“Acting is a tremendously insecurity-making profession. I always feel insecure and I always feel confident. They’re slammed up against each other and it’s a constant balancing act.” – Holly Hunter
One actress who can speak with the most credibility about constantly surprising audiences is Oscar-winner Holly Hunter. Hunter’s career on film and television has been marked by a variety of roles in both critically-acclaimed productions and popular hits. In an interview with Vulture, Hunter reveals that this type of varied career is exactly what an actor craves — and how that hasn’t changed since her earliest days pursuing acting.
Hunter was bit by the acting bug relatively early when it ave her the opportunity to play a variety of different characters. She explains, “When I was in fifth grade, I did a scene from The Miracle Worker. I played Helen Keller and I was like, ‘Oh, this is it.’ She throws this huge tantrum and tears the room apart. Then I started doing plays in high school, which I loved. It felt very free playing a grandmother when I was 13. Or a dog. [Laughs.] Oddly, my parents were very encouraging. From fifth grade on, I’d been looking for a way to express myself creatively, starting with singing and playing the piano. Then I found acting and it was like a personal jackpot.”
That interest led to Hunter wanting to attend Carnegie Mellon to pursue acting… though her high school guidance counselor felt the school was out of her reach. She recalls, “I went to my high-school counselor and asked, ‘How can I get into Carnegie Mellon University?’ And he was like, ‘You can’t!’ He was only thinking about SAT scores — I was an average student — but unbeknownst to him, Carnegie was a conservatory. You didn’t have to have fabulous grades unless you were applying as an engineer. If you applied as an actor, all you had to do was audition. So I went to Pittsburgh with my father and did a two-day audition process and I got in.”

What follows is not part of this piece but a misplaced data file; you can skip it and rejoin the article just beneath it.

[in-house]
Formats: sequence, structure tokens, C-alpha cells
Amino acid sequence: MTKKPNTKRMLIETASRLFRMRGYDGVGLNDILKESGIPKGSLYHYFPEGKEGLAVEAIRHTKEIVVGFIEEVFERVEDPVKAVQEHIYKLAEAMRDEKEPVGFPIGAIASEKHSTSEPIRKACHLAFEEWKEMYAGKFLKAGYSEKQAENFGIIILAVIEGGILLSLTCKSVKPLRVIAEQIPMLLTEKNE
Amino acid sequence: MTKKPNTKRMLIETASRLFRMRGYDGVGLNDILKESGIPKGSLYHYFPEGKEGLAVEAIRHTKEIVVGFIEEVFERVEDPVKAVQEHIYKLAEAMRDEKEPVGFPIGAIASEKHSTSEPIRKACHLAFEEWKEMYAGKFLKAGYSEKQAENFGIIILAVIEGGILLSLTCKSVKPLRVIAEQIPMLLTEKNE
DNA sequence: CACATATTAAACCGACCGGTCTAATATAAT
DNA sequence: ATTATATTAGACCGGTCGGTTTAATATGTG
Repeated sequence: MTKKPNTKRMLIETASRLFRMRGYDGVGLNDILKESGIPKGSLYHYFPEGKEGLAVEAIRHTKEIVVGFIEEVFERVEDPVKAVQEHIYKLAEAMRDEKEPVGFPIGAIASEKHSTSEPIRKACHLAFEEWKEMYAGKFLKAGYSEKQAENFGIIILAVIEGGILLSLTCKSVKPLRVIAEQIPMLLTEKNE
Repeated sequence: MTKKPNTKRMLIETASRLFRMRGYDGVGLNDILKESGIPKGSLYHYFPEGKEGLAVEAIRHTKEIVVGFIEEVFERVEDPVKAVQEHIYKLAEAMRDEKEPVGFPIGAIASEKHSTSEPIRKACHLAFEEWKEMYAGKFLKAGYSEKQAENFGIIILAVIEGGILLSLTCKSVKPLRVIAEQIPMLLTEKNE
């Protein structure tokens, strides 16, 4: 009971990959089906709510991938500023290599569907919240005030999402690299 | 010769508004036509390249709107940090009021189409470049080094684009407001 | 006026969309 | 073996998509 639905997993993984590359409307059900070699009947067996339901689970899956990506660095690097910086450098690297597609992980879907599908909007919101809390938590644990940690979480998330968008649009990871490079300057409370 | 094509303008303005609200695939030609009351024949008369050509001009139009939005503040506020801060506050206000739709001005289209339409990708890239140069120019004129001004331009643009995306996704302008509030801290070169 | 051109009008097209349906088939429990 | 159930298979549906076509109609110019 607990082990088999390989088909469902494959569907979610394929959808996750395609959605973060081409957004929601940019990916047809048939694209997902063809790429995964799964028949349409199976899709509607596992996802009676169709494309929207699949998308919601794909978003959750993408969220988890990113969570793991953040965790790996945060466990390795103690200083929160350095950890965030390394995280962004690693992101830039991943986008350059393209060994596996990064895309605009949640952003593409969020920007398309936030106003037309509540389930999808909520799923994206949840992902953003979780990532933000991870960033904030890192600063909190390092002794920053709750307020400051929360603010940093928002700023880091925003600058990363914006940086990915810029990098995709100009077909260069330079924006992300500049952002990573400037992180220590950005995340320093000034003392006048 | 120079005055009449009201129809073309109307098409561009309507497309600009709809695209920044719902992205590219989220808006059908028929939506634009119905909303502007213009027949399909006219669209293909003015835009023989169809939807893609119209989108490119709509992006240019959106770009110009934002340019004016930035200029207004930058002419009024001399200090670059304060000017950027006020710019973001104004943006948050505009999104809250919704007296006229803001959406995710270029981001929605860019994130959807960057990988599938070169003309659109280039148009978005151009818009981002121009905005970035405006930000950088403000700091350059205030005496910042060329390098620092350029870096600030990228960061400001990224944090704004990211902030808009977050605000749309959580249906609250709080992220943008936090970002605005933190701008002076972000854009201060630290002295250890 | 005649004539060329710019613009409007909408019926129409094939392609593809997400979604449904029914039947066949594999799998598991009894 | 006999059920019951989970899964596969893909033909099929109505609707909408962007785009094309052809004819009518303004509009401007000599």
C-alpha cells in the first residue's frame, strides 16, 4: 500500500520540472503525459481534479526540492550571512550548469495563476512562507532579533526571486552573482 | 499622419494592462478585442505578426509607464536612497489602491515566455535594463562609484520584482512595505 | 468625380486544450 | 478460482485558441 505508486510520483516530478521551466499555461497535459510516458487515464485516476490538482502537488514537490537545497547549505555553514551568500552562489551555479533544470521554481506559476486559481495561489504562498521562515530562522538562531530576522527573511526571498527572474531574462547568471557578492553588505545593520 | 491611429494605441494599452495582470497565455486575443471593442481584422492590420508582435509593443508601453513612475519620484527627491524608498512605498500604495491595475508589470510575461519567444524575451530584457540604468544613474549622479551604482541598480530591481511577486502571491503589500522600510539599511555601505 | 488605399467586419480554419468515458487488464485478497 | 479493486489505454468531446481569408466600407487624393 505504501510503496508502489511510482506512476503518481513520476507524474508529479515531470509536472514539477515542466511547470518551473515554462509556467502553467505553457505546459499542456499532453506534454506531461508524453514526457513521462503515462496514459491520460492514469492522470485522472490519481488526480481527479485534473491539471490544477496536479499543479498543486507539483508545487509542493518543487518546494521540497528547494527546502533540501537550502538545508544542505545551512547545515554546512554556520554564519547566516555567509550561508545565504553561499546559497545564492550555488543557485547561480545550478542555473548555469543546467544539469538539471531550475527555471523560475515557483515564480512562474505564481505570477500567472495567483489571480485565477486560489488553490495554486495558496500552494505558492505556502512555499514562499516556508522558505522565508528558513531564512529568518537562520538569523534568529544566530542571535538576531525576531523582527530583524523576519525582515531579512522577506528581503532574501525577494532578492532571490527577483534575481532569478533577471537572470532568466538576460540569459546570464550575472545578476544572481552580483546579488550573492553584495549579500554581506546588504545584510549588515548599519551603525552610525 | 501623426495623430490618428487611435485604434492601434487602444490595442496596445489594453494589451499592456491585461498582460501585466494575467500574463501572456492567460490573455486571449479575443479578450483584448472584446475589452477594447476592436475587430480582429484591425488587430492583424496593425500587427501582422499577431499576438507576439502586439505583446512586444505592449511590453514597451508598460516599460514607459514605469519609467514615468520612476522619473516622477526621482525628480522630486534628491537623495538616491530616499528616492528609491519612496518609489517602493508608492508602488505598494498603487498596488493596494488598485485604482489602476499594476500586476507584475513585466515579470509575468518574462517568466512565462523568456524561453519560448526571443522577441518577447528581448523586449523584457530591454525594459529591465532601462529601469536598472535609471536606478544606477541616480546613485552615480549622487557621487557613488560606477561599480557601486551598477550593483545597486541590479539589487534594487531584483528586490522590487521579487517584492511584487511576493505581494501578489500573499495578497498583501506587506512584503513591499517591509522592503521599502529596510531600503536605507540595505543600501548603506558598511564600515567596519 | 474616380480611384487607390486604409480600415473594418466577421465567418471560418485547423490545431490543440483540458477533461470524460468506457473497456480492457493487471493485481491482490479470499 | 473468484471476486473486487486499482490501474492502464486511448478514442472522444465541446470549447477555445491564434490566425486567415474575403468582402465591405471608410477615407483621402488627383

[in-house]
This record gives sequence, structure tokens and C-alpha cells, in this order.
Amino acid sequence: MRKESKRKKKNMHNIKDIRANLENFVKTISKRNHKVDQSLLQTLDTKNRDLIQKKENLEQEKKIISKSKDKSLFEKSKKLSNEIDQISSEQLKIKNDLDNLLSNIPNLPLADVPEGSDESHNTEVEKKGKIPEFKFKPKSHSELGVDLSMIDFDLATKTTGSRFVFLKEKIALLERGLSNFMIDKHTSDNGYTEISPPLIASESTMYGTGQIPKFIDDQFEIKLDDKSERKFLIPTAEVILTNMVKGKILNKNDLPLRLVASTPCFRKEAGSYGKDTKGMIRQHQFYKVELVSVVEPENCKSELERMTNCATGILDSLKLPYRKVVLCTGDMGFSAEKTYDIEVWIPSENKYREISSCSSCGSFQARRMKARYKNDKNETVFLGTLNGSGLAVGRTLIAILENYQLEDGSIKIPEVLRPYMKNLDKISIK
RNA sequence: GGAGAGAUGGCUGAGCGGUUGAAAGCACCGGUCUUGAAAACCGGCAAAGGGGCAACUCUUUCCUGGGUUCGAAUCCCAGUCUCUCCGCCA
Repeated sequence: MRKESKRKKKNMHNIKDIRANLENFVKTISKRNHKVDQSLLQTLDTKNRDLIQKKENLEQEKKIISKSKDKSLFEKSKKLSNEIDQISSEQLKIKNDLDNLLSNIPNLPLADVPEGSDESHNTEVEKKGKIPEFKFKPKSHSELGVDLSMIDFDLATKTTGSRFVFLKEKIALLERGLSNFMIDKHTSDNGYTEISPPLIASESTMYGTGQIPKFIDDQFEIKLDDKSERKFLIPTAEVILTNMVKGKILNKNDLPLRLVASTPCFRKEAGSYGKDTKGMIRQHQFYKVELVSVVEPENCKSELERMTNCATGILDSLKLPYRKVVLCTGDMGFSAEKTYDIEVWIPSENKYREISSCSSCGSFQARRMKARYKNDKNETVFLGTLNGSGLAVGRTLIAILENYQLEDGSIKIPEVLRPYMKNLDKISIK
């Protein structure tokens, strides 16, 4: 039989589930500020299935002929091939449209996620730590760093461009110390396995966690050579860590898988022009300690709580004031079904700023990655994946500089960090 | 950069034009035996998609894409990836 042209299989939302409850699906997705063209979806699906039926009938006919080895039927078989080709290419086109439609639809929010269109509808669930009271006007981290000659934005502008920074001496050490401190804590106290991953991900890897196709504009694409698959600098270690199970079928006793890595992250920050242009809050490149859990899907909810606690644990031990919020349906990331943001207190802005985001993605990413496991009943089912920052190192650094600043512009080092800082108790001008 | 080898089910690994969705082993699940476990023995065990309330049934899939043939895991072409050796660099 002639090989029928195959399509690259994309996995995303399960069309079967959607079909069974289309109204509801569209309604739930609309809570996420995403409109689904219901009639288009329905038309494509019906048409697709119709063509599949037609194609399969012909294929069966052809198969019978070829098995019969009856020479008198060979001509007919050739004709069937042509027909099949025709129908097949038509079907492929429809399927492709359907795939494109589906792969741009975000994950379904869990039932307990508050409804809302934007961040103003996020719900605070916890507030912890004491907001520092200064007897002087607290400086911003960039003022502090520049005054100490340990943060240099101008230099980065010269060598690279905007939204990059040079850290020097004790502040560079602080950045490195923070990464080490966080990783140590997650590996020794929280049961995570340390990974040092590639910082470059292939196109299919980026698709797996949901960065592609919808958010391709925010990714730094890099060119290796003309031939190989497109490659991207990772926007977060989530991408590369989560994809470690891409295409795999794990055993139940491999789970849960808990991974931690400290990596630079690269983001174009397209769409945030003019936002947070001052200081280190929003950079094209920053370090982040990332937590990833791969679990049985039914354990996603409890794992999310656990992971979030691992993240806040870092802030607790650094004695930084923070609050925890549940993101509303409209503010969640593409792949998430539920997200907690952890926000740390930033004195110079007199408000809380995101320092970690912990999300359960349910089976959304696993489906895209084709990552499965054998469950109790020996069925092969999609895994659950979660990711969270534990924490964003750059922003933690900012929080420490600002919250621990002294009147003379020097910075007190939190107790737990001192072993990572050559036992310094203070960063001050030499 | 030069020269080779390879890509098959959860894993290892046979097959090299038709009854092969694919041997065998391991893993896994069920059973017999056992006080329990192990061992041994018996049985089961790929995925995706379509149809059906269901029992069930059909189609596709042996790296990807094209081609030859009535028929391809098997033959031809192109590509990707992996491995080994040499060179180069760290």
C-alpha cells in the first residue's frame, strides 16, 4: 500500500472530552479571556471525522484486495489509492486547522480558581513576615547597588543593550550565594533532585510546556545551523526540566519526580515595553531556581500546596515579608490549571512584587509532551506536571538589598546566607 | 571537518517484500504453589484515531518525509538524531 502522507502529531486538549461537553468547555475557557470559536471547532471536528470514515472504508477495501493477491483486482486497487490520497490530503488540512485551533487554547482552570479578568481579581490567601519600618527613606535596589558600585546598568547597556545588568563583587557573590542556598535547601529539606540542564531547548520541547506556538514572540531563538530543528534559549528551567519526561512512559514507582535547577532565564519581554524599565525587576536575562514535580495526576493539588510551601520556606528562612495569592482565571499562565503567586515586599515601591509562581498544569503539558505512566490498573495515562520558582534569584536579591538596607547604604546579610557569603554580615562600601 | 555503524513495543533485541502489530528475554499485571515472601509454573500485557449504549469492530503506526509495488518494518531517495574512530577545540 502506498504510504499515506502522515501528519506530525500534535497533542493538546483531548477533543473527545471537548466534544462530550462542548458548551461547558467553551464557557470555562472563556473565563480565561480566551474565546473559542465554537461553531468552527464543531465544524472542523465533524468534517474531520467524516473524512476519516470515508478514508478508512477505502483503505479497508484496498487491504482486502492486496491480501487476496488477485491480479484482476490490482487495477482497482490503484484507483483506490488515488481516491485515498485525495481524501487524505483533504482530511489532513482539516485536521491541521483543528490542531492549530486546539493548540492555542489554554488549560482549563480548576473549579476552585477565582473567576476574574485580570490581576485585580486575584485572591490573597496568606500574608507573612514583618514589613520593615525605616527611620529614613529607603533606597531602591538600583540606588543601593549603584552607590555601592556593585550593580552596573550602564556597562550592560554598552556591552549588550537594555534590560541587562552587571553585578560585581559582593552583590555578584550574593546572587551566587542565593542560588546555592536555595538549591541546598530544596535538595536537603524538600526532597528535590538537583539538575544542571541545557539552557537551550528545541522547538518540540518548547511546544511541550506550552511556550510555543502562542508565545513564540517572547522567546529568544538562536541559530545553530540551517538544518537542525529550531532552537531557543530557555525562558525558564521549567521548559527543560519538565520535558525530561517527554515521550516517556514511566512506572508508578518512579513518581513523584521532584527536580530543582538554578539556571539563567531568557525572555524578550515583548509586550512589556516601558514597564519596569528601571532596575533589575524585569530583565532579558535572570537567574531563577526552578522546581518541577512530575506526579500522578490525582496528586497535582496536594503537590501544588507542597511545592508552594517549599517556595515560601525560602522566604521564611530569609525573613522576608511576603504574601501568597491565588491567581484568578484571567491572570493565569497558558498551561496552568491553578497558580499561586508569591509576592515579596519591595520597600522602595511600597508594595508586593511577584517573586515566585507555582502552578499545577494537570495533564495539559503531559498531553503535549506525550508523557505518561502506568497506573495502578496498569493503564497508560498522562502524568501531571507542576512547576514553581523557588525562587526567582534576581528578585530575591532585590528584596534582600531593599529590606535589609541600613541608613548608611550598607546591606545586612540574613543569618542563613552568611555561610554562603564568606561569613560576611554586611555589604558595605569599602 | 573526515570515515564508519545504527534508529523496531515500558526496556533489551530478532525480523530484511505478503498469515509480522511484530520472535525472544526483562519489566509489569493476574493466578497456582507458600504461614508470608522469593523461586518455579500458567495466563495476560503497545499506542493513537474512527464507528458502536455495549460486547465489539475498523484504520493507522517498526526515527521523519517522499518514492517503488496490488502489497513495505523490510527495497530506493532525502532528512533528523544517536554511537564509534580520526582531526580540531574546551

That early victory put Hunter in a unique state of mind — while she had confidence in herself because of that success, she also had the typical doubts of an actress. She explains, “When I got to New York, I felt, ‘I am entitled to walk into these rooms. I’m entitled to audition. I’m entitled to ask for stuff.’ Acting is a tremendously insecurity-making profession. I always feel insecure and I always feel confident. They’re slammed up against each other and it’s a constant balancing act.”
Creating characters still draws Hunter to acting. For example, though Hunter’s character in The Big Sick was based on a real person, Hunter isn’t of the mind that she needed to try to meet and emulate the real woman to play her. After admitting that she never met the real-life person that the character was based on, she explains, “The most heavily fictionalized part in the film was the mother character. I never even had a phone conversation with her because I just wanted to make her up, which is what actors normally do. We’re generally not playing real people.”
To elaborate, Hunter notes that even successful actors find themselves in a constant state of transience. She explains, “An actor’s career is in a constant state of metamorphosis. I don’t know what I’ll be doing in two months. Where will I be?” For example, few would have expected Hunter to star in a movie produced by Judd Apatow at her stage of her career. She points out, “I love there’s a part of my life that’s uncertain and unknown. There’s a part of that that I resent, but I’ve learned to live with it. More than anything, I wanna keep it real. I wanna keep my face real. This is hard, particularly for actresses as they get older. I want people to understand my face. I don’t wanna do stuff to my face where people don’t recognize me anymore. ‘I think that’s Holly Hunter?’ [Laughs.] It’s a constant negotiation for actresses — you wanna be photographable, but you also wanna get older because that’s real. I don’t want anyone to ever wonder who I am.”